Building skyward solution for Kuala Lumpur’s population boom

City denizens are urged to take public transportation to reduce traffic congestion. — FAIHAN GHANI/The Star

ON THIS Federal Territories Day, Kuala Lumpur mayor Tan Sri Mohd Amin Nordin Abd Aziz (pic) wants city folk to be ready for the not-so-distant future of a federal capital that is an even bigger melting pot with a multitude of ethnicities, including foreigners coming here in pursuit of their dreams, and sky-high towers dominating the skyline more than ever. 

With the ongoing trend of people migrating from other states into Kuala Lumpur, the need for housing – particularly affordable housing – is not only pressing but also growing.

“Kuala Lumpur is a migration destination. Everyone wants to come here to live and work. We cannot stop people from coming nor can we stop the population growth.

“People have to accept change and do away with the mentality of ‘no development’ ‘not in my backyard, ‘no high density’, because one day Kuala Lumpur will become like Shenzhen, New York, Hong Kong and Jakarta where tall buildings are chock-a-block everywhere.

Amin Nordin wants denizens to accept the fact that land in Kuala Lumpur is scarce and every liveable space will begin to shrink further as the population continues to increase, so Kuala Lumpur City Hall (DBKL) has to look upwards in order to build homes for its future residents.

“Our population is 1.8 million now and if we reach three million in the next 20 years, all open space will be residential. Going vertical is the fastest and most practical way to ensure everyone has a roof over their head,” he told StarMetro.

Helping the poor own homes

Speaking frankly, Amin Nordin remarked that houses were no longer affordable today. “The only way to build affordable homes is to subsidise the cost by entering into joint-venture agreement with developers,” he explained.

“We have to negotiate with developers to build homes at a subsidised cost for the poor and while we do not pay a single sen for it, the only way to get them to build houses for the poor is to either allow them some leeway in density and plot ratios or allow them to develop our lands for the benefit of the people,” he said.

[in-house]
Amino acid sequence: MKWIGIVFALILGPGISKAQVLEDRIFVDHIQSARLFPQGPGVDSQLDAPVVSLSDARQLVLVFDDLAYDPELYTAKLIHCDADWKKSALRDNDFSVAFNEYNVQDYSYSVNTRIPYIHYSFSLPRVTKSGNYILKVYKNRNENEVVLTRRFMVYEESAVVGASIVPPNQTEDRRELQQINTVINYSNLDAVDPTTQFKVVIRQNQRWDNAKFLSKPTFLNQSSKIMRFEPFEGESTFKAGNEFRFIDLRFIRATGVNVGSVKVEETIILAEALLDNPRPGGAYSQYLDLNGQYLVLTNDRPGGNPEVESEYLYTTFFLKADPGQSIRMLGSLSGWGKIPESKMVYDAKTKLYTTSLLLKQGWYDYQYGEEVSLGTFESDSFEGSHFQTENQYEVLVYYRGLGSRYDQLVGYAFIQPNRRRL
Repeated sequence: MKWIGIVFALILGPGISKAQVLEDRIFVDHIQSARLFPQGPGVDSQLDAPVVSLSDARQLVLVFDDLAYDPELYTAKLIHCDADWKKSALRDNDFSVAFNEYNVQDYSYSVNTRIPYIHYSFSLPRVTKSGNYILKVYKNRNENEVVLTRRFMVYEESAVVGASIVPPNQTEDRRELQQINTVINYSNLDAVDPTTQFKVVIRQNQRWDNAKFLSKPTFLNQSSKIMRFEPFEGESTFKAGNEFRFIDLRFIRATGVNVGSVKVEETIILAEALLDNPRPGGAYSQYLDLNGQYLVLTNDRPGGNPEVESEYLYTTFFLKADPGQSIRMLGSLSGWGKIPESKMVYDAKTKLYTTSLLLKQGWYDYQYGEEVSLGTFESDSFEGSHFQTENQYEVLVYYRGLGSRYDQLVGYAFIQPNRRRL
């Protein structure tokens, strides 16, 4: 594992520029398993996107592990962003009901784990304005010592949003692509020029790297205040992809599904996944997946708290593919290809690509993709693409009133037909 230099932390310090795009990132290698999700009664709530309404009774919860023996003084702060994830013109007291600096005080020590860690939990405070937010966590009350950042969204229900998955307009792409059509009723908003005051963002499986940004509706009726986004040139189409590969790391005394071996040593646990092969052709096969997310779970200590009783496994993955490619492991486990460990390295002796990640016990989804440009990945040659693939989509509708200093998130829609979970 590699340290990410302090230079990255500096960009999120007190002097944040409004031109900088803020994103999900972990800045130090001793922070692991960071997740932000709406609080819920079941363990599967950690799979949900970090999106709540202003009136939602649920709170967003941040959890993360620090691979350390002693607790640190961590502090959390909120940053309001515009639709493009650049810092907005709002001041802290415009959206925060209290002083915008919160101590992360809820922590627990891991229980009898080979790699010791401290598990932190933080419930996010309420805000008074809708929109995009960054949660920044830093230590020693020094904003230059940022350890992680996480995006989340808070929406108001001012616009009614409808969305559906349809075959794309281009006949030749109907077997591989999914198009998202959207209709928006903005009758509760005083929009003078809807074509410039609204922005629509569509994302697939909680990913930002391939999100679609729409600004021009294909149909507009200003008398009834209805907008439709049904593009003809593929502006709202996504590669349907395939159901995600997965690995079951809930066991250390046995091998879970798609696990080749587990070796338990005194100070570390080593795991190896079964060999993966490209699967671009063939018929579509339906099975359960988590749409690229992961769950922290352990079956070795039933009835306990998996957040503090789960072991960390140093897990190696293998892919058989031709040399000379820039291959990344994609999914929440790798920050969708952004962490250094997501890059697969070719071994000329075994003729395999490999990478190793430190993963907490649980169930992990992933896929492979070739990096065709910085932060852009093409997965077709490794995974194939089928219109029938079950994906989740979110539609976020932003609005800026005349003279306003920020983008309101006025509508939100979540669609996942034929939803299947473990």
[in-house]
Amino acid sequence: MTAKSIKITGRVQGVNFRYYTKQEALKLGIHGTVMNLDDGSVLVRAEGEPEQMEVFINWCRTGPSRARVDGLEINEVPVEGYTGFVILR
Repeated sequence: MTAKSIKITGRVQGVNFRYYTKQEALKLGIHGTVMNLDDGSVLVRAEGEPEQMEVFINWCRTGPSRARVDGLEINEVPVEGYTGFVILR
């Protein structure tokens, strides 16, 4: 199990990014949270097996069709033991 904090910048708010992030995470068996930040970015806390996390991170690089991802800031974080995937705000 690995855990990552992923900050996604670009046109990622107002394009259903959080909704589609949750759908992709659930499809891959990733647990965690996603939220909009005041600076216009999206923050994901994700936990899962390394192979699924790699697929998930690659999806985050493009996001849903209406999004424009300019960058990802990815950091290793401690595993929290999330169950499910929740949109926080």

The mayor cited as example several notable projects in the city – Razak Mansion and Sri Labuan –where urban regeneration projects are ongoing and where houses are being rebuilt for poor residents at subsidised prices.

“Imagine buying a house for RM28,000 in the 1980s and getting a brand new one worth RM200,000 for RM42,000 today. This is the fruit of our regeneration schemes in the city,” he said.

New homeowners (from left) Elaine Lim, Reshvinder Kaur and Nurhadzlin Hamden, after being presented with mock keys, checking out the view that awaits them when they move in to their Sentulmas Rumawip units. — Filepic
New homeowners (from left) Elaine Lim, Reshvinder Kaur and Nurhadzlin Hamden, after being presented with mock keys, checking out the view that awaits them when they move in to their Sentulmas Rumawip units. — Filepic

“Bear in mind the Razak Mansion is on DBKL land and we did not make money from that. The developer absorbed the cost of construction in return for developing the land.

“We gain nothing and that is the only way to ensure that the poor gets to own their own homes,” he emphasised.

In the case of Taman Rimba Kiara, he said that former Bukit Kiara Estate residents would be able to own homes at great discounts, but the developer must be allowed to develop the land,” he added.

With land scarcity being an inevitable problem, the mayor also advised residents to start utilising public transportation.

“People have to stop driving into the city centre, they must use public transportation as much as they can.

“Malaysia has one of the highest ownership of cars. One household has up to five cars, that is too many. Start using the MRT, LRT and other rail services,” he urged the public.

Pride and joy

When asked to list down Kuala Lumpur’s accomplishments, Amin Nordin said: “Rumawip of course. It is our pride and joy.”

He said DBKL aimed to build 80,000 units by 2020.

“We are almost touching 50,000 by the end of last year. Some projects are under construction and some are in the process of being approved,” he said.

As of last month, the Rumawip programme has achieved 89.44% of the targeted units offering a total of 71,554 units in Kuala Lumpur and Putrajaya.

The mayor reiterated that building affordable housing was made possible through joint ventures with developers.

“Companies who want to develop a piece of land, irrespective of whether it is government or private land, must allocate a certain percentage of it to building affordable homes. Everyone is subjected to this rule,” he said.

“Thanks to this ruling, many ordinary folk from the lower-income bracket and civil servants are able to buy units.

“Our projects in Sentul, Kampung Pandan and Danau Kota are sold out and this shows there is a need for affordable homes. The units are 800sq ft to 900sq ft each, priced under RM200,000,” he said.

When asked if he had a Federal Territories Day message for city folk, the mayor said:

“I have visited various countries in the world. Having seen the facilities in other cities, I can proudly say that we are far ahead with our infrastructure.

“We have great amenities, good hospitals, good roads, good schools and parking facilities, yet we have residents who are not appreciative of these facilities.

“Issues such as vandalism, not parking at designated spots, uncivilised behaviours like throwing rubbish everywhere and from upper floors continue to be a problem for us. It makes us look bad and this must change; I hope that it will,” he said.

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